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San Marino GP

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Paolo Giovagnoli, the prosecutor of Rimini, has opened a dossier of inquiry into the death of Shoya Tomizawa, the 19 year-old Moto2 rider who lost his life Sunday in a horrific crash during the San Marino GP. The inquest into Tomizawa’s death is investigating unknown persons, who may have contributed to Tomizawa’s injuries when he was hastily taken off the track via stretcher, which was subsequently dropped in the process. Tomizawa’s body will undergo a full autopsy, which could lead to manslaughter charges being drawn up against the track workers, and possibly track authorities as well.

Clinica Mobile and track officials have drawn heavy fire since the incident Sunday. At the center of the controversy was the decision not to red flag the race, and the brisk removal of the riders, bikes, and debris that occurred so the race could continue unhindered. Race officials have stood behind their decision saying that a red flag was not necessary to safely transport Tomizawa and the other riders, and in fact a red flag scenario would have delayed potentially lifesaving medical help to Tomizawa.

More sad news from MotoGP this weekend, as we have recieved word that Shoya Tomizawa died today during a tragic accident in the Moto2 race at the San Marino GP. Entangling with riders Scott Redding and Alex de Angelis, Tomizawa sustained massive injuries to his chest and back, and later succumbed to those injuries at the hospital in Riccione. Tomizawa was in fourth, battling with the lead group, when he crashed during the 12th lap of the race.

Struck by de Angelis’ bike, Tomizawa was rushed to the hospital via ambulance, where he was pronounced dead shortly thereafter. The incident was felt by the entire MotoGP paddock, where riders are still recovering from the loss of Peter Lenz, the 13 year-old USGPRU rider who died at Indianpolis last weekend during the Indianapolis GP, who was memorialized before the start of the 125 GP race.

At Misano this morning, Valentino Rossi debuted another of his famous helmet designs for his home crowd. Adorned with a painted clock on the top of helmet, Rossi will use a different helmet for each session during the San Marino GP. The time on the clock is set to five minutes before the session’s start, and labeled with “wake up and get going,” which for Rossi is both a literal and figurative reminder.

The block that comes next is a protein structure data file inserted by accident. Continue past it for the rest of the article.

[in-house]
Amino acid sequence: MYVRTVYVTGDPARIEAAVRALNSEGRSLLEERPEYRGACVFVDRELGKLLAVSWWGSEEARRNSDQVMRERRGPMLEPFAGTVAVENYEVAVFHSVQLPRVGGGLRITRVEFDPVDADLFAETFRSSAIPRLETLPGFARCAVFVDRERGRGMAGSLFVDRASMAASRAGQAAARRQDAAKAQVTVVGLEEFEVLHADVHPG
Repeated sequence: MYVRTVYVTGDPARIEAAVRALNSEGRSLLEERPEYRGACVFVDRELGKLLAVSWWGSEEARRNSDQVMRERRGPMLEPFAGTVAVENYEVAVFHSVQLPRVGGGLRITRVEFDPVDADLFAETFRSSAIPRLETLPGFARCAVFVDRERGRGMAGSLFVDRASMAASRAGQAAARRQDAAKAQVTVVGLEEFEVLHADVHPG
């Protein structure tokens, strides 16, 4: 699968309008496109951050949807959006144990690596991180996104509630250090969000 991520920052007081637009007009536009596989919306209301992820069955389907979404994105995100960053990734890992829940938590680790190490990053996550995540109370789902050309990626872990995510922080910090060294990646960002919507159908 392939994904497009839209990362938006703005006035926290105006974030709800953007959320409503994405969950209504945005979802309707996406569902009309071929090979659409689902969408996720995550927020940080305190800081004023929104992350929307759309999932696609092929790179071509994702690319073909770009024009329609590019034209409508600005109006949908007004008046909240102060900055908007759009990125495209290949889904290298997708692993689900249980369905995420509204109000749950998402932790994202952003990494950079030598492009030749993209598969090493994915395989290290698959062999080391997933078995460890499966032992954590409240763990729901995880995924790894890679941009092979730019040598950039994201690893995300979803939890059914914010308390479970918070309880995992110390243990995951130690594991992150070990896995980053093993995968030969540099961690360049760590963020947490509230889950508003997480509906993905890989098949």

Critical of his results lately, Rossi is acknowledging that he needs to start turning around his season at Misano, and once again ride at the front of the pack. Hopefully these helmets (last year Rossi was the donkey) will be a reminder to the Italian rider, who has struggled since returning from a compound fracture to his leg.

UPDATE #1: Well, Dorna got their mitts on YouTube and the video is gone. Sorry Folks.
UPDATE #2: Ok, found a new video from a different angle that shows more of the aftermath.

The life expectancy of this video, isnt’ foreseen to be very long, but we thought we’d bring it to you because it sets up some of the best quotes you’ll find in MotoGP racing. Both by the Uber-Italian commentators, and from the rider involved.

Americans Nicky Hayden and Colin Edwards may not be podium regulars, but they certainly bring the down-to-Earth, good old boy, tell it how you see it mentality to an otherwise very rigid sport, and the events of the San Marino GP are certainly a shining example of those character traits.

MotoGP is at Misano, Italy today for the San Marino GP, where Jorge Lorenzo is looking to close in on his points deficit to leader Valentino Rossi. The week at San Marino has been a busy one, seeing the formal singing of Dani Pedrosa and Andrea Dovizioso to another year with Honda Racing. We also saw the announcement that Ben Spies would remain in WSBK for 2010, and that Colin Edwards will more than likely remain at Tech3 Yamaha. Then of course, there is the race itself.

With Championship points on the line, all eyes were on Jorge Lorenzo and Valentino Rossi. But, wedged in-between the Fiat-Yamaha pair on the starting grid was Dani Pedrosa, who could showed at the Indianapolis GP that he is more than capable of throwing a wrench in Lorenzo’s bid to claw points away from Rossi.

Valentino Rossi is sporting another of his special helmets this weekend, for his home race at Misano. Designed by the Italian’s favorite designer, Aldo Drudi, Rossi’s new lid sports a large picture of a donkey’s face, and the words “The Donkey” written where normally it would say “The Doctor”. The helmet also features Rossi’s dogs wearing donkey ears, completing the donkey motif.

With San Marino officially the third smallest country by territory size, the San Marino GP does not actually take place within the soverign’s borders. Instead, MotoGP action comes to you this weekend from the coastal Italian track of Misano, where a slew of MotoGP riders are looking for redemption from their performances at Indianapolis.

The track temperatures have been scortching hot all week, and even with a coastal breeze blowing through the course today, the ambient temperature was still over 98° F. With only 25 points now separating Jorge Lorenzo from Valentino Rossi, all eyes are on the Fiat-Yamaha pair to see who will take the MotoGP Championship.